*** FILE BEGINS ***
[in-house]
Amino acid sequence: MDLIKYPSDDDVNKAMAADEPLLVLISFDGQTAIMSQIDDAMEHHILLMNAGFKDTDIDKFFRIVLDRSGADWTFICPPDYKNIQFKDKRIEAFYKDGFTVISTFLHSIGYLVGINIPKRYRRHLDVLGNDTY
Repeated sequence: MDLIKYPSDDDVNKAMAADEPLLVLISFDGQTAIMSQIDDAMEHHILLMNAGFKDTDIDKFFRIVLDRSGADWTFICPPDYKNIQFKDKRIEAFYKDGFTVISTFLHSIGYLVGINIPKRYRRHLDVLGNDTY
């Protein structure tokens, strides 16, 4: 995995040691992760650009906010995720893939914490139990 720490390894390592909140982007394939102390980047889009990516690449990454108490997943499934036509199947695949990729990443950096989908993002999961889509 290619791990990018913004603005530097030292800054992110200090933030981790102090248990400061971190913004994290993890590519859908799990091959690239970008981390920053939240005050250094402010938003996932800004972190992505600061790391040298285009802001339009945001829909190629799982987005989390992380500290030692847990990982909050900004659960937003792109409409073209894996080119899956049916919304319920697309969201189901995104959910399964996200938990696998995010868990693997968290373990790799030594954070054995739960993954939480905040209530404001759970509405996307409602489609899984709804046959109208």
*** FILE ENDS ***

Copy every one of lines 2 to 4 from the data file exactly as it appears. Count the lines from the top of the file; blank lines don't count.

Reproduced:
Amino acid sequence: MDLIKYPSDDDVNKAMAADEPLLVLISFDGQTAIMSQIDDAMEHHILLMNAGFKDTDIDKFFRIVLDRSGADWTFICPPDYKNIQFKDKRIEAFYKDGFTVISTFLHSIGYLVGINIPKRYRRHLDVLGNDTY
Repeated sequence: MDLIKYPSDDDVNKAMAADEPLLVLISFDGQTAIMSQIDDAMEHHILLMNAGFKDTDIDKFFRIVLDRSGADWTFICPPDYKNIQFKDKRIEAFYKDGFTVISTFLHSIGYLVGINIPKRYRRHLDVLGNDTY
């Protein structure tokens, strides 16, 4: 995995040691992760650009906010995720893939914490139990 720490390894390592909140982007394939102390980047889009990516690449990454108490997943499934036509199947695949990729990443950096989908993002999961889509 290619791990990018913004603005530097030292800054992110200090933030981790102090248990400061971190913004994290993890590519859908799990091959690239970008981390920053939240005050250094402010938003996932800004972190992505600061790391040298285009802001339009945001829909190629799982987005989390992380500290030692847990990982909050900004659960937003792109409409073209894996080119899956049916919304319920697309969201189901995104959910399964996200938990696998995010868990693997968290373990790799030594954070054995739960993954939480905040209530404001759970509405996307409602489609899984709804046959109208």